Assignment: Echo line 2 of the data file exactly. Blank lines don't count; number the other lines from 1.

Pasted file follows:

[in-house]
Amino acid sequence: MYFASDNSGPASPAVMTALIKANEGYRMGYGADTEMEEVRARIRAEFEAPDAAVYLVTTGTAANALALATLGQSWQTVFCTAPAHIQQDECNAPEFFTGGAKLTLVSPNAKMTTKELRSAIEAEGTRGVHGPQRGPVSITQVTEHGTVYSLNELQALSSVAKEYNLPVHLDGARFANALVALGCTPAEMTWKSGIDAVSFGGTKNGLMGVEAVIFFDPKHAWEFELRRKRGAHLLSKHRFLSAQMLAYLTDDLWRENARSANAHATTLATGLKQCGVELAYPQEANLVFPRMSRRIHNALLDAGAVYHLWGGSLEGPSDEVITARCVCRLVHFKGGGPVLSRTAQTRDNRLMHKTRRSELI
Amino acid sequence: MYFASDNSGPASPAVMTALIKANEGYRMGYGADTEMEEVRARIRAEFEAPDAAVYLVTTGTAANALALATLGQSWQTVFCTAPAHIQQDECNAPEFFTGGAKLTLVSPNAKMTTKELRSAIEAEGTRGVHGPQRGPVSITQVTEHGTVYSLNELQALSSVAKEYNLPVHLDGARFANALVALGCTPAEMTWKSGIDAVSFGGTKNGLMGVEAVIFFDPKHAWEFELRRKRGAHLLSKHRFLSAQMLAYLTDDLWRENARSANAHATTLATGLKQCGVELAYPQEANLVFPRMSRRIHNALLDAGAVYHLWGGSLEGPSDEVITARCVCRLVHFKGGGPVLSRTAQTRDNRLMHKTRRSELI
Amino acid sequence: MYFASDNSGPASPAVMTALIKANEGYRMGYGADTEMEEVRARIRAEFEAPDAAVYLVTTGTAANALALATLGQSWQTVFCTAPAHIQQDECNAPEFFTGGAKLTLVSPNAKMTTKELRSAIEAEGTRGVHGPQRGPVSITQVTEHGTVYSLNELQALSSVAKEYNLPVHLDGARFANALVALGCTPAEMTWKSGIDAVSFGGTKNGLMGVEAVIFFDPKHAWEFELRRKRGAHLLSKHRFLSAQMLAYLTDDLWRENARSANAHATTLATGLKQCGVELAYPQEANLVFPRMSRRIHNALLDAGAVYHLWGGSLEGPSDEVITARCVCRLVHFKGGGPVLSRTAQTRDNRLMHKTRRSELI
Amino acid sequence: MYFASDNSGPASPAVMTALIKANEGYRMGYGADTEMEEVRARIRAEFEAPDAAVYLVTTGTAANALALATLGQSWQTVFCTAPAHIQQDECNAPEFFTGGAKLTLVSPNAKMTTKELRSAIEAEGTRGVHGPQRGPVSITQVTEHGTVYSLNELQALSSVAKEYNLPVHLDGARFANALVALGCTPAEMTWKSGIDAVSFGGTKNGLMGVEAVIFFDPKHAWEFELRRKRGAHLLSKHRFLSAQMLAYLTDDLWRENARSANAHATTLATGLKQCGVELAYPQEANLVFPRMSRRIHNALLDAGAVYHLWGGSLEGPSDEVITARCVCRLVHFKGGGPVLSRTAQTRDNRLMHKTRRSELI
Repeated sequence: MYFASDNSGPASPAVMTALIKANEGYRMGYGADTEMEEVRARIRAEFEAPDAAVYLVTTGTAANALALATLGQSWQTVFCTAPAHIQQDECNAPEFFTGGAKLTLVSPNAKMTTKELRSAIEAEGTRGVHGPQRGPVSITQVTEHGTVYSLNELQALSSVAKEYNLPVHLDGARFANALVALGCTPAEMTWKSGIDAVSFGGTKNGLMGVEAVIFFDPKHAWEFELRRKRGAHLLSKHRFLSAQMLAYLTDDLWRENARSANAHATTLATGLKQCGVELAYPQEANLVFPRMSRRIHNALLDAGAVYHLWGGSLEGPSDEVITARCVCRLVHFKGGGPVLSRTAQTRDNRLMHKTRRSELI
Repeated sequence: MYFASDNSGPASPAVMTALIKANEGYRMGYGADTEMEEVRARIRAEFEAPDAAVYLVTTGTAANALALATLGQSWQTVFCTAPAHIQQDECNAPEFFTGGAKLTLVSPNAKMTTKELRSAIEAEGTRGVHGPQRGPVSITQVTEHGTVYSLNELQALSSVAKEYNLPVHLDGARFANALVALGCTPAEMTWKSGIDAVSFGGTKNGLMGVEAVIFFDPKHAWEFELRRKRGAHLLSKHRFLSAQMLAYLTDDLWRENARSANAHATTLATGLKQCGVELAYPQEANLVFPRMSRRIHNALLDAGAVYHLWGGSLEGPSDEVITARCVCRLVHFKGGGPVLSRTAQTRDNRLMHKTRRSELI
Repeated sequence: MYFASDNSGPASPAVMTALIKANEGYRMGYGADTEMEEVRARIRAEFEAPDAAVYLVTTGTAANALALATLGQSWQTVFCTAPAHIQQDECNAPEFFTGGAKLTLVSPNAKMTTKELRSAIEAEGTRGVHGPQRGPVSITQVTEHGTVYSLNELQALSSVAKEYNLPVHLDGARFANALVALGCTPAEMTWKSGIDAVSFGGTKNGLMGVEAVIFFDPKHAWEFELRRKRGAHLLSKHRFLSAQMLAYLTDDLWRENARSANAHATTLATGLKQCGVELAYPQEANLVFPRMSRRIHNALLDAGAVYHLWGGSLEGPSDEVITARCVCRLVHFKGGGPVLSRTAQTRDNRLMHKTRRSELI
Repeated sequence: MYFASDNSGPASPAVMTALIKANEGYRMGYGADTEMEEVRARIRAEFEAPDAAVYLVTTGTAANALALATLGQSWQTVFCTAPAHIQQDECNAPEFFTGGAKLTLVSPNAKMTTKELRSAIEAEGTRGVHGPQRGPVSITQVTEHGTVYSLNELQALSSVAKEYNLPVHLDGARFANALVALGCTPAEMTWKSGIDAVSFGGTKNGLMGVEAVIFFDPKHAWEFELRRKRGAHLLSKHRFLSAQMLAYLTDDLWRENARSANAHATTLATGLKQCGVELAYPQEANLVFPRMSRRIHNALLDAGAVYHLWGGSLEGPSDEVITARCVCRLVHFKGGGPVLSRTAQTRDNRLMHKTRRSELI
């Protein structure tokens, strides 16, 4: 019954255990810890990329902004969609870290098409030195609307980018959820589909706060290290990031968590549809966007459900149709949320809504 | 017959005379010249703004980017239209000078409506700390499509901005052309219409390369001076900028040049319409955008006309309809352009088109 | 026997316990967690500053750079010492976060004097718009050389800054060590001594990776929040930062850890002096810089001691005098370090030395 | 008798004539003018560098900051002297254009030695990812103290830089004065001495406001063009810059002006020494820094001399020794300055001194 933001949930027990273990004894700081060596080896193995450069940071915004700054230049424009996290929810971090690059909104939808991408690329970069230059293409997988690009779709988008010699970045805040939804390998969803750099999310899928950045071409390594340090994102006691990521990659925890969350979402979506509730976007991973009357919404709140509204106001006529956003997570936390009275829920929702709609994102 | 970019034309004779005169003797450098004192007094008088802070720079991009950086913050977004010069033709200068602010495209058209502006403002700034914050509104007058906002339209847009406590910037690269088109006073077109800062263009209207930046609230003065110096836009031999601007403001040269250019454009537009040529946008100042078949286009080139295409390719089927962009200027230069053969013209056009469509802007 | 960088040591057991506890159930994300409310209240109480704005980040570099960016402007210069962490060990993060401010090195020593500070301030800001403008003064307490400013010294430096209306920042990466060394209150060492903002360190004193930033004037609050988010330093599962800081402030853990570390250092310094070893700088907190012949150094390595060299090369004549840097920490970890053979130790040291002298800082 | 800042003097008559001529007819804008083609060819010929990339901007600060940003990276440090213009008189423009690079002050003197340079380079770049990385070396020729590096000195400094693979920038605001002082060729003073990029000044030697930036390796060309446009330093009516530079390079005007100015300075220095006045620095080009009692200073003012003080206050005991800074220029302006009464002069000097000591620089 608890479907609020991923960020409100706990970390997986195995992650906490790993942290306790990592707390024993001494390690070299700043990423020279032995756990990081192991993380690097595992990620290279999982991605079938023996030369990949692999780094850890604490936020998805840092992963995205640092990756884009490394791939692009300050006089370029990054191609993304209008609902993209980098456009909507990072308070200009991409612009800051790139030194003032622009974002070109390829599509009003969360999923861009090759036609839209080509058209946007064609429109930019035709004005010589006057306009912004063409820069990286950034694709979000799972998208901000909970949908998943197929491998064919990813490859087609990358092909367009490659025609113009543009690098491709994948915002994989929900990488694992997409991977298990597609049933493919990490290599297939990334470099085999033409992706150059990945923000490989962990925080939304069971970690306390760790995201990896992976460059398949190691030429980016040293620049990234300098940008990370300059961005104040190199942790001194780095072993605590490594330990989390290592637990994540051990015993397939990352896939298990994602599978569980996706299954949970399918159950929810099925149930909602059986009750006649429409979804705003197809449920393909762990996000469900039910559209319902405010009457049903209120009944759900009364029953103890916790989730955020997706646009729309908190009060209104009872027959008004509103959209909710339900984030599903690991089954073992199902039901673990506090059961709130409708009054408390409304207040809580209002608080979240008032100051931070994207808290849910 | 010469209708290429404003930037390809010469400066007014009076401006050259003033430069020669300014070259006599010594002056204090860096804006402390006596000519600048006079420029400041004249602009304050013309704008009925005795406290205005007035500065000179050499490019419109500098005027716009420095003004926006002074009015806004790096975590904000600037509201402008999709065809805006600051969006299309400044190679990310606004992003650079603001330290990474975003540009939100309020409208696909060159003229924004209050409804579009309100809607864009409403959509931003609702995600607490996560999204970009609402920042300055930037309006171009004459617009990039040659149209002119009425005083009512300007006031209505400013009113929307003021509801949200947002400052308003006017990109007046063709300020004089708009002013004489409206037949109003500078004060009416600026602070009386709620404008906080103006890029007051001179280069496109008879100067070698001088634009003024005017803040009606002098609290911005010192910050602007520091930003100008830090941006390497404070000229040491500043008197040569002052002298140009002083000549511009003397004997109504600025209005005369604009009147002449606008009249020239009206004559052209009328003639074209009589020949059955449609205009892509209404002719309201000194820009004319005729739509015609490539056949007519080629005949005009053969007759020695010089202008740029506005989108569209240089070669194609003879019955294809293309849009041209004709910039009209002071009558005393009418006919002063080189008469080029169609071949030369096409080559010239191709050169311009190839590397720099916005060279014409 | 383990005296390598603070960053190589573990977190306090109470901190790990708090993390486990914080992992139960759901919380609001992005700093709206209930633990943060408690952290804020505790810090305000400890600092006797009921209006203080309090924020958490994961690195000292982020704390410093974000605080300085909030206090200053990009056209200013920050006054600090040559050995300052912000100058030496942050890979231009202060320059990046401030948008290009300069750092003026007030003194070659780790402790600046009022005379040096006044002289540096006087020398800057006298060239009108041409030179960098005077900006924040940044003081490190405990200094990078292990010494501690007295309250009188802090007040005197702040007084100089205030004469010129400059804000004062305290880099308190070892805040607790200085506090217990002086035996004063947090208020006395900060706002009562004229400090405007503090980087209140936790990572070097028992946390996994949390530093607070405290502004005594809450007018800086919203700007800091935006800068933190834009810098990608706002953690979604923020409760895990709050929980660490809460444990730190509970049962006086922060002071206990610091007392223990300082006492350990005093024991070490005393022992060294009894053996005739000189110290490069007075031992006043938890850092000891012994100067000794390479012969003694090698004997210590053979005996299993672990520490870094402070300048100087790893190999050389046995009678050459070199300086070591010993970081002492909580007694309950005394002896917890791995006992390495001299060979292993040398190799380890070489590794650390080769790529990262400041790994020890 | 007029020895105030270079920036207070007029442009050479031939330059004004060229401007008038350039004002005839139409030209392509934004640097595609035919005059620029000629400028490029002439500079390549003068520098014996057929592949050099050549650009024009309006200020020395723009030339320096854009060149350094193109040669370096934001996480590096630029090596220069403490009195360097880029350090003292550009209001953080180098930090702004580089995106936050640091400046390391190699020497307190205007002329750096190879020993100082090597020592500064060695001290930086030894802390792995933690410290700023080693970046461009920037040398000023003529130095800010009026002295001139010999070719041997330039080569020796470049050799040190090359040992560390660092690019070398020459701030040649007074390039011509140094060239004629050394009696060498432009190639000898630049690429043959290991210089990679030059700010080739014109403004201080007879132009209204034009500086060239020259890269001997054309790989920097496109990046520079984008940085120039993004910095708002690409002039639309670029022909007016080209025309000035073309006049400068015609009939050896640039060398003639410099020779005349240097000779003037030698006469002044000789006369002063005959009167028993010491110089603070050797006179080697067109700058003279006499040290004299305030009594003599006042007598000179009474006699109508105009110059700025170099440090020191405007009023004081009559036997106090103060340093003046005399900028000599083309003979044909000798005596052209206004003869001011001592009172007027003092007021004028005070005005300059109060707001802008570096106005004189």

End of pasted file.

Amino acid sequence: MYFASDNSGPASPAVMTALIKANEGYRMGYGADTEMEEVRARIRAEFEAPDAAVYLVTTGTAANALALATLGQSWQTVFCTAPAHIQQDECNAPEFFTGGAKLTLVSPNAKMTTKELRSAIEAEGTRGVHGPQRGPVSITQVTEHGTVYSLNELQALSSVAKEYNLPVHLDGARFANALVALGCTPAEMTWKSGIDAVSFGGTKNGLMGVEAVIFFDPKHAWEFELRRKRGAHLLSKHRFLSAQMLAYLTDDLWRENARSANAHATTLATGLKQCGVELAYPQEANLVFPRMSRRIHNALLDAGAVYHLWGGSLEGPSDEVITARCVCRLVHFKGGGPVLSRTAQTRDNRLMHKTRRSELI